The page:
Magnetic property of Molecules

  • Thread starter firemarsh
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Say I have a molecule with two metal centers and some bridging ligands binding the two metal centers, how do I know whether the molecule is ferromagnetic or antiferromagnetic (or neither)? What exactly dictate whether this molecule would be ferromagnetic or antiferromagnetic?
 
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In a molecule, it is not easy to understand the magnetism.

The magnetism is related not only on the molecule structure, but also on the details of the chemical bond.

You'd better give a detail materials (molecule) if you really have a problem in your research,
 
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Of course, if you have apparatus, you may measure it.

The measurement method is including: M-H, ac susceptibility, etc.
 

DrDu

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A single molecule can never be said to be ferro- or anti-ferromagnetic as this is a property of macroscopic bodies, not of molecules.
You can only say that the spins in the molecule are either coupled to a non-zero total spin or to zero total spin.
 
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It may be hard to have a discussion with the macroscopic magnetism in a molecule, but it is allowed to have a discussion with the spin alignment of each magnetic ion in a molecule.

There are many possible states, such as ferro-alignment, antiferro-alignment, ferri-alignment.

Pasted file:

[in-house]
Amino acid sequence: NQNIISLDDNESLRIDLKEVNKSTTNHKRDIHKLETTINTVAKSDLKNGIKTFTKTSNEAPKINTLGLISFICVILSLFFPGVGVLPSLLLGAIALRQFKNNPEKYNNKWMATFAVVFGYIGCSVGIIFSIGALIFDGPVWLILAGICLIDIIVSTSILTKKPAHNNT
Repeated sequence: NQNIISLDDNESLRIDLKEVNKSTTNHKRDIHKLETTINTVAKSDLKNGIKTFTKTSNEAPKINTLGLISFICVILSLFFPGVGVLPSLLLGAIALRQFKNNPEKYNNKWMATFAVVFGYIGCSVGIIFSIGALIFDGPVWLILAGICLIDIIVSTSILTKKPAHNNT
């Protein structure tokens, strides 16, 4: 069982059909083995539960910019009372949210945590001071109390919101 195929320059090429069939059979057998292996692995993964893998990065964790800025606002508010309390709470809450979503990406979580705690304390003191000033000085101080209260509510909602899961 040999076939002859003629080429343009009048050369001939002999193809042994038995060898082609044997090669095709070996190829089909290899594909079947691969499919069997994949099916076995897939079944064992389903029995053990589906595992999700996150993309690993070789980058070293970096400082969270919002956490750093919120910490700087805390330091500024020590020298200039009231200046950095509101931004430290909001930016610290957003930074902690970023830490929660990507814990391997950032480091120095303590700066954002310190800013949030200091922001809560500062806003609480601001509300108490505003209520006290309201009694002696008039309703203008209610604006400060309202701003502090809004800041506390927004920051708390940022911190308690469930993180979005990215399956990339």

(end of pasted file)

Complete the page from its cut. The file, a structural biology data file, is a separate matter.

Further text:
If the spin alignment is structure dependence. The topic of spin frustration arises, which will bring much more novel phenomenon in study of a molecule.
 

cgk

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The computational method of answering this question would be to simply calculate the energies of the various spin states (from closed-shell/low spin to high spin) on the relaxed geometries of the relevant spin states, using some DFT or wave function methods. The energetically most favorable one would then be your guess for the preferred spin coupling (at zero temperature, in the gas phase).
Of course, in practice these calculations may be anywhere from trivial to presently infeasible.
 
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Yes I think what I want to ask is ferromagnetic interaction between the metal atoms.
The only thing I have is the bond angles and lengths, and the alignment of d orbitals of the metal centers (i.e. staggered/eclipse), is it possible to tell the ferromagnetic/antiferromagnetic interaction form these information without in-depth calculation?
 

cgk

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Yes I think what I want to ask is ferromagnetic interaction between the metal atoms.
The only thing I have is the bond angles and lengths, and the alignment of d orbitals of the metal centers (i.e. staggered/eclipse), is it possible to tell the ferromagnetic/antiferromagnetic interaction form these information without in-depth calculation?
No, it is not. There is no actual ferromagnetic or anti-ferromagnetic interaction; these are just effective pictures for what happens when the whole system figures out its covalent bonding situation. This picture is encoded in the exchange coupling constants of the effective Hamiltonian; but in order to obtain these constants (which decide about ferromagnetic or anti-ferromagnetic coupling) one needs to perform calculations on the total electronic structure. There was a recent nifty review on DFT methods by Frank Neese, which also goes into these issues: